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Series: Math Physics Seminar

Host: Predrag Cvitanovic, School of Physics

Suppose that x(t) is a signal generated by a chaotic system and that the signal has been recorded in the interval [0,T]. We ask: What is the largest value t_f such that the signal can be predicted in the interval (T,T+t_f] using the history of the signal and nothing more? We show that the answer to this question is contained in a major result of modern information theory proved by Wyner, Ziv, Ornstein, and Weiss. All current algorithms for predicting chaotic series assume that if a pattern of events in some interval in the past is similar to the pattern of events leading up to the present moment, the pattern from the past can be used to predict the chaotic signal. Unfortunately, this intuitively reasonable idea is fundamentally deficient and all current predictors fall well short of the Wyner-Ziv bound. We explain why the current methods are deficient and develop some ideas for deriving an optimal predictor. [This talk is based on joint work with X. Liang and K. Serkh]. To view and/or participate in the webinar from wherever you are, click on:EVO.caltech.edu/evoNext/koala.jnlp?meeting=MvM2Ml2M2tDvDn9n9nDe9v

Series: Math Physics Seminar

We study the sum of the negative eigenvalues of the Dirichlet Laplace operatoron a bounded domain in the semiclassical limit. We give a new proof thatyields not only the Weyl term but also the second asymptotic term involvingthe surface area of the boundary of the domain.The proof is valid under weak smoothness assumptions on the boundary and theresult can be extended to non-local, non-smooth operators like fractionalpowers of the Dirichlet Laplacian.(This is joint work with Rupert L. Frank.)

Series: Math Physics Seminar

We study a two dimensional Schrödinger operator for a limit-periodic potential. We prove that the spectrum contains a semiaxis and there is a family of generalized eigenfunctions at every point of this semiaxis with the following properties. First, the eigenfunctions are close to plane waves in the high energy region. Second, the isoenergetic curves in the space of momenta corresponding to these eigenfunctions have a form of slightly distorted circles with holes (Cantor type structure). Third, the spectrum corresponding to these eigenfunctions (the semiaxis) is absolutely continuous.

Series: Math Physics Seminar

The motivation is to compute the spectral properties of the Schrodinger operator describing an electron in a quasicrystal. The talk will focus on the case of the Fibonacci sequence (one dimension), to illustrate the method. Then the Wannier transform will be defined. It will be shown that the Hamiltonian can be seen as a direct integral over operators with discrete spectra, in a way similar to the construction of band spectra for crystal. A discussion of the differences with crystal will conclude this talk.This is joint work with Giuseppe De Nittis and Vida Milani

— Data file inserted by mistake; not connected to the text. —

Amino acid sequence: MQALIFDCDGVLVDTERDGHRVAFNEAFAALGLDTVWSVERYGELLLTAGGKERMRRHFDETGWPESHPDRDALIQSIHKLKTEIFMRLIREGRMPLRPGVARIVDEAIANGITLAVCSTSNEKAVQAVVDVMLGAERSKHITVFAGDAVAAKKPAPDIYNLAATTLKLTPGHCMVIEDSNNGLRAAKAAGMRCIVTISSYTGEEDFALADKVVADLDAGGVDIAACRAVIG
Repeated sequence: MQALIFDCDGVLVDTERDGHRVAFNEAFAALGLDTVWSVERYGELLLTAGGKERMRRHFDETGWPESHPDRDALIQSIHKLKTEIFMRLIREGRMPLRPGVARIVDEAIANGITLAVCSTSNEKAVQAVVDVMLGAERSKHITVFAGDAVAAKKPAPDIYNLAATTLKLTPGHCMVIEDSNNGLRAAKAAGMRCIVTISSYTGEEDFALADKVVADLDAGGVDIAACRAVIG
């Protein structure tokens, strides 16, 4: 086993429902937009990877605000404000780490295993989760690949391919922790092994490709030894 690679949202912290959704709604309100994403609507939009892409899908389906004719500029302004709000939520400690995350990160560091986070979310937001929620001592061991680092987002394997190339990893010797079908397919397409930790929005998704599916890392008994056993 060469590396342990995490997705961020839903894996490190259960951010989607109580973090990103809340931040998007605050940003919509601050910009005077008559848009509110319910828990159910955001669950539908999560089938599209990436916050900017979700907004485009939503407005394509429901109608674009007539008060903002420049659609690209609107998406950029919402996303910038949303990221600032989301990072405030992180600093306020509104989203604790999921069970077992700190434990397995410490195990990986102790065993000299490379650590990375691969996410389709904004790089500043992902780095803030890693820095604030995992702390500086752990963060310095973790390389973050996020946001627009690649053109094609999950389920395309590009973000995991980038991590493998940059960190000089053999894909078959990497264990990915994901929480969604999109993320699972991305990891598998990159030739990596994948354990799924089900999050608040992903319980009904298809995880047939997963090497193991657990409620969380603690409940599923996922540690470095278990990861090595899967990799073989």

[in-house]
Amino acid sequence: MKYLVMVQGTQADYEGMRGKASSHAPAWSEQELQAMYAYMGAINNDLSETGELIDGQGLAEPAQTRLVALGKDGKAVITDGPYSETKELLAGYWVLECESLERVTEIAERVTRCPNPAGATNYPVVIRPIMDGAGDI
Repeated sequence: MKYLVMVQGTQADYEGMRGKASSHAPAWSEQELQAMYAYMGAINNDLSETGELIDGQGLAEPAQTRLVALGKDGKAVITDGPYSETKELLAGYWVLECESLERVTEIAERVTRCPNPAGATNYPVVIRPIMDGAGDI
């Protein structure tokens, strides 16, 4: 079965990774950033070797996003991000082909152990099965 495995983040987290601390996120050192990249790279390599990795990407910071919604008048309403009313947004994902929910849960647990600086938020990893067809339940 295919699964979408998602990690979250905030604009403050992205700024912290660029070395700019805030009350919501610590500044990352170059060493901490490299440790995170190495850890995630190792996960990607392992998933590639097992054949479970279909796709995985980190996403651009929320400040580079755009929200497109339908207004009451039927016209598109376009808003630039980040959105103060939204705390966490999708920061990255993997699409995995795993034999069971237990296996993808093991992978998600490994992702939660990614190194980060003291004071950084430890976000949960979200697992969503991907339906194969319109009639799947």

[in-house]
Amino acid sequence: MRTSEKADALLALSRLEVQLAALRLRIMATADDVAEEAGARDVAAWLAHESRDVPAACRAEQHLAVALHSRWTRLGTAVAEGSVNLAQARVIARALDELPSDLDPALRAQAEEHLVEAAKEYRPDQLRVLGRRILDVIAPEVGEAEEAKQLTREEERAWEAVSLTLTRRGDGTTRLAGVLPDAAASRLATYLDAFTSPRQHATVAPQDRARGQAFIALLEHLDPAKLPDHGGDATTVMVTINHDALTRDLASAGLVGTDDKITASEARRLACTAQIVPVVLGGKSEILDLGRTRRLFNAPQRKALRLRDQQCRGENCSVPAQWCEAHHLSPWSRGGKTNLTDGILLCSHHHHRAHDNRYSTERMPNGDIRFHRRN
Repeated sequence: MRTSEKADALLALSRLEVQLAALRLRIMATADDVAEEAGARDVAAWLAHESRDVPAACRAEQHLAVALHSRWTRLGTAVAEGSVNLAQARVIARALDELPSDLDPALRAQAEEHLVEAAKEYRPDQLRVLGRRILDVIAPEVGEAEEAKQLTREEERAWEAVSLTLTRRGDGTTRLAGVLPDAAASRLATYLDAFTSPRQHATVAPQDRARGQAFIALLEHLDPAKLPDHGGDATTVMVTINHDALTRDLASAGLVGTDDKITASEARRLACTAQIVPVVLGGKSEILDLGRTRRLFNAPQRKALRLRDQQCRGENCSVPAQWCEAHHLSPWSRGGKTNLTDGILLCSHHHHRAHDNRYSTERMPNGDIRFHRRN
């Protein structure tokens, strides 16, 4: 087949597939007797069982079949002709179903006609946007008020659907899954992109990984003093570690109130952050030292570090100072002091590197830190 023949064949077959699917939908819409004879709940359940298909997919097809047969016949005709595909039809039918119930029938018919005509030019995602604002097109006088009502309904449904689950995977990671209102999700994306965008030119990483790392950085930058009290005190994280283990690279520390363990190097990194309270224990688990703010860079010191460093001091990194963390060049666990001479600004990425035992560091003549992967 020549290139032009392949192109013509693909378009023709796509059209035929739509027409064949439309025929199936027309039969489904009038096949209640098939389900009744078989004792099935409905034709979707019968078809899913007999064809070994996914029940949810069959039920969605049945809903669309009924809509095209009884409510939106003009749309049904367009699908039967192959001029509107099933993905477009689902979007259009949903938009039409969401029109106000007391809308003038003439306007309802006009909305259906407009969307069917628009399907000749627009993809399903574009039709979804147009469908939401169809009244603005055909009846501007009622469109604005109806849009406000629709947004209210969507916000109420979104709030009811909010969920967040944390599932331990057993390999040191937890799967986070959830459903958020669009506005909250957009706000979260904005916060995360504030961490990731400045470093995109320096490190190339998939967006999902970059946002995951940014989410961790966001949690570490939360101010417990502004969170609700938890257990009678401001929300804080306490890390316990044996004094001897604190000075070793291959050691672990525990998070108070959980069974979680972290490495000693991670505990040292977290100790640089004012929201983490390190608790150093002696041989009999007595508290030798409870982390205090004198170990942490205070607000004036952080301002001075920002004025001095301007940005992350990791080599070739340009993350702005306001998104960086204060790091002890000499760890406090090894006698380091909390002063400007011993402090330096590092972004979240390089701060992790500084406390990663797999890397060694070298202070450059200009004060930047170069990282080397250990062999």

Series: Math Physics Seminar

An explicit asymptotic expression for the ground-state energy of the Pekar-Tomasevich functional for the N-polaron is found, when the positive repulsion parameter U of the
electrons is less than twice the coupling constant of the polaron. This is joint workwith Gonzalo Bley.

Series: Math Physics Seminar

I will describe recent work with Marina Chugunovaand Ben Stephens on the evolution of a thin-filmequation that models a "coating flow" on a horizontalcylinder. Formally, the equation defines a gradientflow with respect to an energy that controls theH^1-norm.We show that for each given mass there exists aunique steady state, given by a droplet hanging from thebottom of the cylinder that meets the dry region withzero contact angle. The droplet minimizes the energy andattracts all strong solutions that satisfy certain energyand entropy inequalities. (Such solutions exist for arbitraryinitial values of finite energy and entropy, but it is notknown if they are unique.) The distance of any solutionfrom the steady state decays no faster than a power law.

Series: Math Physics Seminar

I'll present a simple model of market where the use of (commodity) money naturally arisefrom the agents interaction. I'll introduce the relevant notion of (Nash) equilibrium and discuss itsexistence and properties.

Series: Math Physics Seminar

I'll describe some connections between identities for commutators and boundson eigenvalues, including Stubbe's proof of classical Lieb-Thirringinequalities and other sharp Lieb-Thirring inequalities for different models(including Schrödinger operators with periodic potentials or on manifolds,and quantum graphs).

Series: Math Physics Seminar

I'll talk about recent work, jointly with J. Baker, F. Klopp, S. Nakamura and G. Stolz concerning the random displacement model. I'll outline a proof of localization near the edge of the deterministic spectrum. Localization is meant in both senses, pure point spectrum with exponentially decaying eigenfunctions as well as dynamical localization. The proof relies on a well established multiscale analysis and the main problem is to verify the necessary ingredients, such as a Lifshitz tail estimate and a Wegner estimate.

About symmetry and symmetry breaking for extremal functions in interpolation functional inequalities

Series: Math Physics Seminar

In this talk I will present recent work, in collaboration with J.Dolbeault, G. Tarantello and A. Tertikas,about the symmetry properties of extremal functions for (interpolation)functional inequalities playing an important rolein the study of long time behavior of evolution diffusion equations.Optimal constants are rarely known,in fact one can write them explicitely only when the extremals enjoymaximal symmetry. This is why the knowledge of the parameters' regionswhere symmetry is achieved is of big importance. In the case of symmetrybreaking, the underlying phenomena permitting it are analyzed.